Author’s Spotlight: Reed Alexander Interview

Reed Alexander, writer of In the Shadow of the Mountain, In the Beginning, and many more!

1. First, introduce yourself a bit. What is your name (or pen name) and where are you from?

I’m Reed Alexander, a horror author from the Capital Region, NY. I specialise in the horrific, the macabre, and the bizarre.

2. Next, tell us a bit about your most recent work. Is this your first published book? What is it about and what genre would you classify it as?

My most recent book is a collection that includes a reprint of the first two books I traditionally published. These are all cosmic horror (cosmic horror creature features, as I like to call them). The first is Shadow of the Mountain, is a direct head nod to H. P. Lovecraft’s Whisperer in the Darkness. In the second, a private detective uncovers an apocalyptic plot when she discovers a tweaker on the run from a mysterious cult. In the third, a nuclear chemist races to find a cure for an alien virus while her plant is in lockdown. Finally, something waits for us at the bottom of the ocean, something that comes from the void of space.

3. Tell us a bit about your main character; what are they like, how did they come about, and what are some of their strengths and weaknesses?

In the Shadow of the Mountain centres around a fellow named George McGinnis. He’s a happy-go-lucky, jolly fellow who was just out to enjoy some winter sports. In the plot, he’s pushed to the limit, his skills challenged, and his spirit tested. He was modelled after my good friend George. I just transposed him onto paper. In the Beginning follows Joan Summerset, a deeply cynical private detecting. She’s basically a reflection of my own personal cynicism. Likely what I’d look like if I just completely gave up on fighting for the right thing. In Another Kind, Silvia is just your typical family woman. She never wanted to be special and never expected to be a hero. She’s forced to make hard choices, unthinkable choices, that test her morality to its limit.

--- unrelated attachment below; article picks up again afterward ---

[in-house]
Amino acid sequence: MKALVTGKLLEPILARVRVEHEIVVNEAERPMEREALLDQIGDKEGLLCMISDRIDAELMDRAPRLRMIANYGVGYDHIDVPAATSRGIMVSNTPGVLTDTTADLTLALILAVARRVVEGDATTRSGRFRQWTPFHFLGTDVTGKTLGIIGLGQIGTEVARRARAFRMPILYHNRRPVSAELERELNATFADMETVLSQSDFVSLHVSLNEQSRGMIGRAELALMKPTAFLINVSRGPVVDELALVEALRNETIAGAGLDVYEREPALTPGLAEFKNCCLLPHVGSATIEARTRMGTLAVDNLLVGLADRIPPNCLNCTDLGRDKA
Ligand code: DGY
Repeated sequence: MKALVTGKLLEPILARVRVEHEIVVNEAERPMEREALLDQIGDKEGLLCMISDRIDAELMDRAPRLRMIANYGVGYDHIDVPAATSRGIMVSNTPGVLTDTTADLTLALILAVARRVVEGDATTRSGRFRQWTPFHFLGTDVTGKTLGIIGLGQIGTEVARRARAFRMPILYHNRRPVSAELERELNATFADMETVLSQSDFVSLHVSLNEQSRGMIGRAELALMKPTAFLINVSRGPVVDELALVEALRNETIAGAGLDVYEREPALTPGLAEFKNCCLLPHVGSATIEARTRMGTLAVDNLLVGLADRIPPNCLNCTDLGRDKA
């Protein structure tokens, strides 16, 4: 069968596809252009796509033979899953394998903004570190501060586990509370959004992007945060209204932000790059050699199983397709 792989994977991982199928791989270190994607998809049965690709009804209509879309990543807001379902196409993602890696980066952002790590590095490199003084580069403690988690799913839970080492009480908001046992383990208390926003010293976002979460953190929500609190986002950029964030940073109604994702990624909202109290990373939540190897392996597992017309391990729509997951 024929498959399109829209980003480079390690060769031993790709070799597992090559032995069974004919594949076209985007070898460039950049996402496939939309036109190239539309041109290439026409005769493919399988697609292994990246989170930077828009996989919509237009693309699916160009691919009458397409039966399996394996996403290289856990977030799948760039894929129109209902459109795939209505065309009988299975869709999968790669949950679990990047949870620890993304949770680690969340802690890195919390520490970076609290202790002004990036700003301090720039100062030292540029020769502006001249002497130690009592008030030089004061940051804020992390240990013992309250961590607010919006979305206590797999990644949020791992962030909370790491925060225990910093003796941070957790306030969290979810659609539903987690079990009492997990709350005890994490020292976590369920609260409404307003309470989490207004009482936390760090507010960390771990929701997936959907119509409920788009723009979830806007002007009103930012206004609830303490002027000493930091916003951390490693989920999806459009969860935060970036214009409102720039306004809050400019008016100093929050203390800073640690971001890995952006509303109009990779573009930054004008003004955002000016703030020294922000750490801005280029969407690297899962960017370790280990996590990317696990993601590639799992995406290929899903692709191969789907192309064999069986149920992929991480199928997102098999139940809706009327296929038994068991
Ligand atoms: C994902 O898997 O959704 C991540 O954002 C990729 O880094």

4. What was your hardest scene to write in this (or any) book?

Actually, the hardest scenes for me to write is a collection of chapters from one of my self-published titles that I typically referred to as “The Kids.” These three chapters deal with extremely serious childhood trauma, all of which are based on true stories from people I personally know. Writing it hurt emotionally and I don’t think I’ve ever been able to challenge myself like that ever again.

5. Did you go the traditional route when publishing your book or did you choose to self-publish?

My first two books I self-published. The last seven were traditionally published. I prefer traditional publishing as it gives me a family and support.

6. What would you say is the most difficult part of your writing journey and what advice would you give to other writers?